Academic journal article Proceedings: International Symposium for Olympic Research

Pierre De Coubertin's Ideology of Beauty from the Perspective of the History of Ideas

Academic journal article Proceedings: International Symposium for Olympic Research

Pierre De Coubertin's Ideology of Beauty from the Perspective of the History of Ideas

Article excerpt

Coubertin's lexicon is littered with the term, or derivatives of the term, beauty. He talks of the "radiant beauty" of the Empress Eudoxia, (1) the "beauty" of gymnastics, (2) the "beauty" of a World's Fair, (3) and of course, the "beauty" of sport itself. (4) Places are similarly described--the "majestic beauty of the Parthenon," (5) the "beauty" of Antwerp, (6) and the "beauty of a facility:" (7) he even talks of the "beauty of great spaces." (8) The idea of beauty is also linked with other concepts in provocative and instructive ways: he talks of "beauty and moral strength," (9) "physical beauty and health," (10) "moral beauty," (11) "beauty and perfection," (12) describing the Olympics as "festivals of youth, beauty, and strength." (13) So widespread is Coubertin's application of the word beauty that it is applied equally to the descriptive and evocative--to the purely adjectival--as it is to the metaphysical and ontological. Ultimately, Coubertin's multifarious conceptualization of beauty serves as the cornerstone of a cultural aesthetic of sport grounded in the Enlightenment promise of rational social progress and the imagined perfectibility of the individual and of society.

The purpose of this paper is both to interrogate Coubertin's concept of beauty as well as to identify and elucidate some of the philosophical ideas that served as historical precedents to this highly idiosyncratic formulation. In so doing, we hope to further analyze and dissect Coubertin's particular aesthetic Olympic imperative, an axiology well understood to have stemmed from Coubertin's reverence for the aesthetic vision of ancient Hellenism, but one that also ran through the idealist thinking of a wide variety of philosophers ranging from Shaftsbury to Goethe, from Leibniz to Humboldt, and from Weiland to Schiller. Of particular significance were the ideas of British theoretician of aesthetics John Ruskin, whose ideology inspired Coubertin to seek to beautify the entire Olympic edifice, to accomplish what Kruger calls "a noble Gesamtkunstwerk." (14) Grounded in the history of ideas, we argue that despite Coubertin's attempt to develop a cultural theory of sport which would complement his ideology of the Olympic Games, ultimately his moral reform agenda floundered not only because it was, as Brown rightly notes, "masculinist, paternalistic and conservative ... a bourgeois discourse of art and culture where the pleasure of physical activity was necessarily abstracted to the level of the intellectual perception of beauty," (15) but also because the very notions of 'moral beauty,' or 'moral progress,' or the 'beautiful soul,' lost favor in European thought because they tended toward exclusivity, elitism, and the atomization of self, what Hegel called an "empty nothingness." (16)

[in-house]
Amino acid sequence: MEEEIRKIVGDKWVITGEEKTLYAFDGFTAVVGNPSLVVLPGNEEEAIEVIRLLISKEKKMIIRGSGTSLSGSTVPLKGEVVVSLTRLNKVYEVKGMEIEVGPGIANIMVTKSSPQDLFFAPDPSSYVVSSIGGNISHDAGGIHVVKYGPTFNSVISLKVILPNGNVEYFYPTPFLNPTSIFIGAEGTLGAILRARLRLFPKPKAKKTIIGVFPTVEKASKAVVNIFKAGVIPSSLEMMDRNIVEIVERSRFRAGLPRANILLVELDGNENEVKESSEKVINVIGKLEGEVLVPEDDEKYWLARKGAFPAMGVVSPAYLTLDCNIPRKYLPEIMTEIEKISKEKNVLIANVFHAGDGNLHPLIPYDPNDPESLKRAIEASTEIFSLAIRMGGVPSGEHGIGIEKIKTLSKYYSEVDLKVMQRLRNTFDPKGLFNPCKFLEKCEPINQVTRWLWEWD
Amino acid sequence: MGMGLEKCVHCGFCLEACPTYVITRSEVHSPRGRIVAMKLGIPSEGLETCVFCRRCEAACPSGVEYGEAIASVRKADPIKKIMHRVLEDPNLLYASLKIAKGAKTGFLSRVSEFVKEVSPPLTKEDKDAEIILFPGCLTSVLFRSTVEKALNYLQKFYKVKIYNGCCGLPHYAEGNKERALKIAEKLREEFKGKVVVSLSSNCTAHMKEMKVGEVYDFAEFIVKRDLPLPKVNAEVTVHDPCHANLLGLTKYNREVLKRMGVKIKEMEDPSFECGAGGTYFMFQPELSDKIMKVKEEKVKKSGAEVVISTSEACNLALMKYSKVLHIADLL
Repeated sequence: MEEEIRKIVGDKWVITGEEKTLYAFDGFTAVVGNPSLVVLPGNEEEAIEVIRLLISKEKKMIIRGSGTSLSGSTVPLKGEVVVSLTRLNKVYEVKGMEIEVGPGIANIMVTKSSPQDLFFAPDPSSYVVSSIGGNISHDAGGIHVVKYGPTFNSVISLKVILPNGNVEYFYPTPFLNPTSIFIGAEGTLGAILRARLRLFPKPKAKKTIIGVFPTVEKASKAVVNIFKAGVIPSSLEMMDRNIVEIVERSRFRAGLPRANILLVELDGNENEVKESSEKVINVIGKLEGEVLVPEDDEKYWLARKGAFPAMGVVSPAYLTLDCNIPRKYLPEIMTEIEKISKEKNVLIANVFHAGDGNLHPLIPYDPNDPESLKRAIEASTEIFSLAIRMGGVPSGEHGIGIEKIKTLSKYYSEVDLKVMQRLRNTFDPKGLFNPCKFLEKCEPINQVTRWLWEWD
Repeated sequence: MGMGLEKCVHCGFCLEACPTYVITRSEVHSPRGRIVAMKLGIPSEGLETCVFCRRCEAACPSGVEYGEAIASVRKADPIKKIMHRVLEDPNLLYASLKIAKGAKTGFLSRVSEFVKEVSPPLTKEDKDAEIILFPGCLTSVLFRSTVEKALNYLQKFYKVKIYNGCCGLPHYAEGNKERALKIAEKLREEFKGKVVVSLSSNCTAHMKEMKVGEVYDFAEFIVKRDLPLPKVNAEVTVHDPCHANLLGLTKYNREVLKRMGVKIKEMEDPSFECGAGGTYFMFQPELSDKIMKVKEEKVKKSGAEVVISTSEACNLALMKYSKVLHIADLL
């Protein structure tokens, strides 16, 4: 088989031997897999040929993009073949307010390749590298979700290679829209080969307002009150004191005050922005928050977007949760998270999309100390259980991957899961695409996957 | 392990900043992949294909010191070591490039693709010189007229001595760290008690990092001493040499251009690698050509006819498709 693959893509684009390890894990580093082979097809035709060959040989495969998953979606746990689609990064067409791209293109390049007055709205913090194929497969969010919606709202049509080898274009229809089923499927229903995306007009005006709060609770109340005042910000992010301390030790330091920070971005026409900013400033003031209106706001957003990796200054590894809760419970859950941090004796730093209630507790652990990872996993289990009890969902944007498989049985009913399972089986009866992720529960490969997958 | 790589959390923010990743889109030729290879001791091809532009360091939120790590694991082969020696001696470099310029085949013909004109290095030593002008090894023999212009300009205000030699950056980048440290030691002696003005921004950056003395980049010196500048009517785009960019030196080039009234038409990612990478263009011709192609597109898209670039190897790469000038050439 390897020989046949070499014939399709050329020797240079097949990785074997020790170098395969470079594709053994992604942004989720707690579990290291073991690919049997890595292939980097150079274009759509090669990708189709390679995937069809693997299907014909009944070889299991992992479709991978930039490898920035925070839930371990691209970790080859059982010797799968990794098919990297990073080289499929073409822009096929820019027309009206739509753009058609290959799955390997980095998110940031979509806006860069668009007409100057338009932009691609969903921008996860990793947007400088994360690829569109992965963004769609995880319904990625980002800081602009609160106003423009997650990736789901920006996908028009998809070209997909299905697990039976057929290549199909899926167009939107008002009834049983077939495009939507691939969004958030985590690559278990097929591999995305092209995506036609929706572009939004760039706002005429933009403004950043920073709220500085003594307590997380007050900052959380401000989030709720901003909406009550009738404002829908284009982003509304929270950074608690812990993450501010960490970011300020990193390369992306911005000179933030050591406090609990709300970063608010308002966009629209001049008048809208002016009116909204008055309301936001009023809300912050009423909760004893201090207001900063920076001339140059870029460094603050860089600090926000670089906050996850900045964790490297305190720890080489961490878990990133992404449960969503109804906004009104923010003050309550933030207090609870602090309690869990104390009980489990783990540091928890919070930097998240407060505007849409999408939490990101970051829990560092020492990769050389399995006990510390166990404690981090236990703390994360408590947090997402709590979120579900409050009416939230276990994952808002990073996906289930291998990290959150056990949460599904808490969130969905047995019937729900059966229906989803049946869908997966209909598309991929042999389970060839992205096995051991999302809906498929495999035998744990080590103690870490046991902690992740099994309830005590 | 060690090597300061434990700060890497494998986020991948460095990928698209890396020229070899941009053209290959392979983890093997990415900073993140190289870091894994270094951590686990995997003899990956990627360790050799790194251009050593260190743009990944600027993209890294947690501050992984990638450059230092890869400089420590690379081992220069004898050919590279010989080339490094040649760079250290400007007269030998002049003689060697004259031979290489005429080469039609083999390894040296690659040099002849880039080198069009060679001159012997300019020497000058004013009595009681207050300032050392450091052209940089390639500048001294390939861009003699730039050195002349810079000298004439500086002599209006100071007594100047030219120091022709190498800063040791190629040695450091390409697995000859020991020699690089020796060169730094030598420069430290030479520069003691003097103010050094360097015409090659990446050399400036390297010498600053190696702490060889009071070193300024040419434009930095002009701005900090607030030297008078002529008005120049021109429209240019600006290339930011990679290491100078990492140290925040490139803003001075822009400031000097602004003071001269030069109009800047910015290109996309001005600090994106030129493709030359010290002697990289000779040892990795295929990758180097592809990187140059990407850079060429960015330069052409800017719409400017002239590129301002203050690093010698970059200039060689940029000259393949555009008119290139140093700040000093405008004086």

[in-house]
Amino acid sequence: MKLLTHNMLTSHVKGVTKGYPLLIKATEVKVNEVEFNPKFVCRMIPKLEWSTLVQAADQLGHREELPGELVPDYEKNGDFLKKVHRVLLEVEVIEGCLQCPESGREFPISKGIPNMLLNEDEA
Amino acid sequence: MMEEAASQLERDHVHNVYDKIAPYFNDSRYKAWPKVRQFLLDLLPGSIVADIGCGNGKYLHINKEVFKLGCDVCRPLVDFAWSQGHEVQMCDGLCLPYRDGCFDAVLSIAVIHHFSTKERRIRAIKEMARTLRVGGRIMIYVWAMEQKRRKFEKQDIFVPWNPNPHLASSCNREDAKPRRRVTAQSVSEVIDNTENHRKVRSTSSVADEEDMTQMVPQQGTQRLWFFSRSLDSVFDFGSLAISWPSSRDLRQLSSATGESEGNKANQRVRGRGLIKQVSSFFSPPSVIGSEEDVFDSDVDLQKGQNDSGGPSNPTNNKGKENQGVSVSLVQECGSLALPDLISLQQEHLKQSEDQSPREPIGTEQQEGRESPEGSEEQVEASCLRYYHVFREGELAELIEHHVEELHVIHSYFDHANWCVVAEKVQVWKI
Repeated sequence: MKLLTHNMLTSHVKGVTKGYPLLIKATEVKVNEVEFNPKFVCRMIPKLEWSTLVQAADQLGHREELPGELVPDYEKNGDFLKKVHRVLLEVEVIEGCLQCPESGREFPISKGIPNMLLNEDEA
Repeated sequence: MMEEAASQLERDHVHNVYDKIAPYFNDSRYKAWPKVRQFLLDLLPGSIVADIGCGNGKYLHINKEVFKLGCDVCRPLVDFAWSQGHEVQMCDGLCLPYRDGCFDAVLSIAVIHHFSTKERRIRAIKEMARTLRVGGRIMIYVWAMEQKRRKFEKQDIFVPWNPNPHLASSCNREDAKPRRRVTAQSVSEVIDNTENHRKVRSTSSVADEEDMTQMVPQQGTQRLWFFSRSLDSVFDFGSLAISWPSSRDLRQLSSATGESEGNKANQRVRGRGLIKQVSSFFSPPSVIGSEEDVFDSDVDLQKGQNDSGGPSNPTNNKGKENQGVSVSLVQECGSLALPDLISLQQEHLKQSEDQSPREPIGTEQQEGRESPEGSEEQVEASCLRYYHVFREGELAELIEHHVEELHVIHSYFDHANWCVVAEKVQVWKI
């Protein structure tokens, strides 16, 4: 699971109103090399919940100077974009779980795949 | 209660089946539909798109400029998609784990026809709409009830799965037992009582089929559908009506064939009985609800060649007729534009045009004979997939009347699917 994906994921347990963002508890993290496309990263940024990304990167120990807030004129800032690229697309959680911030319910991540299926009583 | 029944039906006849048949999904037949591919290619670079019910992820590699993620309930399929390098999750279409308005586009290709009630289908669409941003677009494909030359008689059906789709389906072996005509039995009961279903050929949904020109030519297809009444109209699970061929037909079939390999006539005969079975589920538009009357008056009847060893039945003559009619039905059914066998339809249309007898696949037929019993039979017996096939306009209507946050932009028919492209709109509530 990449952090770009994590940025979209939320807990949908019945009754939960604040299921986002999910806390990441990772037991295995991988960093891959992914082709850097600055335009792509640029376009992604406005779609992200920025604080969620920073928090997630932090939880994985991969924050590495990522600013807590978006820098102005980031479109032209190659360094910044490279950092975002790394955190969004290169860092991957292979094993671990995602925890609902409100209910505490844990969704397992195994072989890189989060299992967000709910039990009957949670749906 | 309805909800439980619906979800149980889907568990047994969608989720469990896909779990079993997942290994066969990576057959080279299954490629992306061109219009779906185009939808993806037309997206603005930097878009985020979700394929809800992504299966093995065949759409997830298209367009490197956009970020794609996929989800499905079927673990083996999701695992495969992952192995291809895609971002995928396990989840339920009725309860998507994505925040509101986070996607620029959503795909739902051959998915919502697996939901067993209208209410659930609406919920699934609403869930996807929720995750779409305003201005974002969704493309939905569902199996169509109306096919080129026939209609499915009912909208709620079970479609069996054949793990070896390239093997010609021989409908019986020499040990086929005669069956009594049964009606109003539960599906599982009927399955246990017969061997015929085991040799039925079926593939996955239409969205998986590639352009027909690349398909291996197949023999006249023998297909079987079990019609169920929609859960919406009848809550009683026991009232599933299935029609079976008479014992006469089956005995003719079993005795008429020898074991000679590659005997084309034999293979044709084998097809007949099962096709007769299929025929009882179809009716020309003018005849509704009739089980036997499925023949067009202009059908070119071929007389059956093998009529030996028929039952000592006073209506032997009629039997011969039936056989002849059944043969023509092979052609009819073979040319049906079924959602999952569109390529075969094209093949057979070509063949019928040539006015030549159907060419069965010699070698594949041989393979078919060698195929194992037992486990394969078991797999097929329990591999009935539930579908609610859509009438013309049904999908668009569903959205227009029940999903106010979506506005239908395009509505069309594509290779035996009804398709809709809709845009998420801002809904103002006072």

Beauty and Olympism

From the very beginning of his Olympic odyssey, Coubertin waxed lyrical about the beauty of ancient Greece, the "majestic beauty" and "tranquil serenity" of the Parthenon, (17) and most especially the beauty of Olympia, "the cradle of a view of life strictly Hellenic in form." (18) Profoundly enamored by the "holy city of ancient athletics," "the capital of ancient sport," (19) he dwelt on Olympia's Edenic qualities, its "serene beauty and its tranquil majesty," (20) on "the beauty of the surrounding countryside," (21) "the beauty" of the "giant plane trees, olive trees and silver poplars," (22) and on the beauty of the entire environment: "Cool, pure air, fragrant with the scent of the fields, wafted from the banks of the Alpheus," he wrote during his visit to the site in 1927. "For a moment the moon lit up a vaporous landscape, then the starry night fell on the two thousand years I had come to recapture." (23) Olympia, as a literary topos, served as Coubertin's secular locus amoenus.

Inevitably, given Coubertin's trenchant romanticism and Hellenic zealotry, Olympia assumed a thematic significance well beyond a matter of simple geography and climate. …

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